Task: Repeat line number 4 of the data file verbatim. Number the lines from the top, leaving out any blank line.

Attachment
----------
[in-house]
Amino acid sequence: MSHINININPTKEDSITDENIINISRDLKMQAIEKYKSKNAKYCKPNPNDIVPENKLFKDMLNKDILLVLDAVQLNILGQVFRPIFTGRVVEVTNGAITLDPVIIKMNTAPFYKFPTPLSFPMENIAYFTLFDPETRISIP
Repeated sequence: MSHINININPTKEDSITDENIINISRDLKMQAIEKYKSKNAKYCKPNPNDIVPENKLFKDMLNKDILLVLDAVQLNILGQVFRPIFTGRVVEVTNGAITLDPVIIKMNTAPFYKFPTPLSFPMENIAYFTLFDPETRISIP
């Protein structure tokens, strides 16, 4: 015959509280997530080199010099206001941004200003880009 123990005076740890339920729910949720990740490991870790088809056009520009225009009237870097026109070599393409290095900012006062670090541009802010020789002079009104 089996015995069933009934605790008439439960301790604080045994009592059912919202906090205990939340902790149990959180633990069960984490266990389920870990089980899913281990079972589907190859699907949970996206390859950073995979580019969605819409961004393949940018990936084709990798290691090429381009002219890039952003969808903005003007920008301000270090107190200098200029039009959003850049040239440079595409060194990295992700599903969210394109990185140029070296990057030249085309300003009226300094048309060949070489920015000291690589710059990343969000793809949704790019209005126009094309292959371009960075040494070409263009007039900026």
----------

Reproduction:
């Protein structure tokens, strides 16, 4: 015959509280997530080199010099206001941004200003880009 123990005076740890339920729910949720990740490991870790088809056009520009225009009237870097026109070599393409290095900012006062670090541009802010020789002079009104 089996015995069933009934605790008439439960301790604080045994009592059912919202906090205990939340902790149990959180633990069960984490266990389920870990089980899913281990079972589907190859699907949970996206390859950073995979580019969605819409961004393949940018990936084709990798290691090429381009002219890039952003969808903005003007920008301000270090107190200098200029039009959003850049040239440079595409060194990295992700599903969210394109990185140029070296990057030249085309300003009226300094048309060949070489920015000291690589710059990343969000793809949704790019209005126009094309292959371009960075040494070409263009007039900026």